Tuesday, 24 November 2009

Painful lessons from the digital chalk-front

Following up some earlier musings about the relation between 'new' social media practices and 'old' academic practices. (I will stop referring to these as 'new' and 'old' from hereon as I fear it makes me look like a relic)....

A colleague just sent me an email drawing my attention to a twitterstream and blog involving students on a course I'm currently directing. Against my better judgement I went and looked to see what they are saying, and yes - it is critical and I wish I hadn't because it sent me home in a bad mood.

Why did my colleague think it a good idea to point out to me that students were complaining about the course in public social media arenas?

The kinds of things they were saying are the kinds of things that students quite often say when they are getting frustrated by feelings of lack of progress, lack of support, lack of peer participation etc. They criticise the course design, the activity (or apparent lack of) of tutors and course director, the university assessment regulations etc. I have a lot of symathy with them, and when these kinds of issues are raised in the course community spaces (discussion forums, emails) I always take them seriously and do my best to respond positively.

So, why do I feel so negative about about having someone outside the course community point out that these criticisms are going on out there in netspace as well? More to the point, why I am so absolutely disinclined to get in and answer the criticisms out there?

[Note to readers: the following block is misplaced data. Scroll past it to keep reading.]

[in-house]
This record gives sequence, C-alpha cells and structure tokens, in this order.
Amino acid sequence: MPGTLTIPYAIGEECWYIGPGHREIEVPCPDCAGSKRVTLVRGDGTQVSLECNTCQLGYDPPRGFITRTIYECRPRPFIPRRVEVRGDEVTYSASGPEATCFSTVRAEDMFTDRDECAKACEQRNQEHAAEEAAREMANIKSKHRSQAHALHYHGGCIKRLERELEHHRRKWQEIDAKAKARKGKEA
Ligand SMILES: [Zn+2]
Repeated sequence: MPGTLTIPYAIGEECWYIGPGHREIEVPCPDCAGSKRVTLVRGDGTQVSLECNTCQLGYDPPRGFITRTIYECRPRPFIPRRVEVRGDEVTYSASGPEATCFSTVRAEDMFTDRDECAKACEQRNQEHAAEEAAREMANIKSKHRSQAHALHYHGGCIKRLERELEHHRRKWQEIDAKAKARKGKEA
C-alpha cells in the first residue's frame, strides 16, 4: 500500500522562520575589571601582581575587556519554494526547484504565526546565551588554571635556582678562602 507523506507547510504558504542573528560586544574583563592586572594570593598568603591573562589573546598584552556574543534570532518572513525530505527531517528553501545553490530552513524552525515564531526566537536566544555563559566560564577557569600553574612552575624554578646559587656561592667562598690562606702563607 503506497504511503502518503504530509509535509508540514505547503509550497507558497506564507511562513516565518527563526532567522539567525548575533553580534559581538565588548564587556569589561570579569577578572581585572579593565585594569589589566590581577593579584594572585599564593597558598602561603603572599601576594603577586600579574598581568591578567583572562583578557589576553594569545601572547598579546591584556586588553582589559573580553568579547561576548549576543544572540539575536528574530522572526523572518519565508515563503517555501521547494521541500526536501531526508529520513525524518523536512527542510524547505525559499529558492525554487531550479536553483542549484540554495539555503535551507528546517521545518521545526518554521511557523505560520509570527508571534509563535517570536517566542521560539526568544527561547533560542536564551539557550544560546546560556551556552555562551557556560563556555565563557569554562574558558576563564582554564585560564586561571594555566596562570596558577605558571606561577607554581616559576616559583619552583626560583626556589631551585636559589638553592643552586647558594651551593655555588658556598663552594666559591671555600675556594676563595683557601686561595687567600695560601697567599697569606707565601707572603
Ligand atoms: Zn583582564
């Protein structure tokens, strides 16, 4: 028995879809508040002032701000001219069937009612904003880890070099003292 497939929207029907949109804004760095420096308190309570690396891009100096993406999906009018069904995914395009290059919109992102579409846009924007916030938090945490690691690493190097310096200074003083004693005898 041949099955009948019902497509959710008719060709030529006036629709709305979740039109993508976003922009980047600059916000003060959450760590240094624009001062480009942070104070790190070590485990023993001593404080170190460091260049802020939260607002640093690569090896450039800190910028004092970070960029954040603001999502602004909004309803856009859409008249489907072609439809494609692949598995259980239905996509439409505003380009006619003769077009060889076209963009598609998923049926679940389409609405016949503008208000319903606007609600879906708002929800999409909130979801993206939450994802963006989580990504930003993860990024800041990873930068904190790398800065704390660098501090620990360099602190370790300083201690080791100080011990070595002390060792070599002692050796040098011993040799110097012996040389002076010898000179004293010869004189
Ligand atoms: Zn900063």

Because I guess I think of the course as a community, that inhabits a shared space, and of the public social networks as somehow outside that space. And I feel bitter that the work I put in inside that space somehow becomes insignificant as soon as someone else goes out there and makes our problems public, inviting (as I see it) casual comment and fleeting attention from people who may have nothing invested in solving the problems and every interest in enjoying any controversy that results from them.

This isn't what my colleague or the students who are blogging are doing, of course. They are engaged in generating a different kind of community. But why should this community be more significant, more worthy of attention than the one that the course has been developing over 4 years of quite intense negotiation amongst course developers, tutors and successive cohorts of students?

Is this a microcosm of the tension we have been discussing - between the academy (with its hidebound communities, fossilised values and restrictive practices) and the 'liberated' net-savvy learner with their fast-shifting focus and opportunistic grabbing of attention wherever they can find it?

No comments:

Post a Comment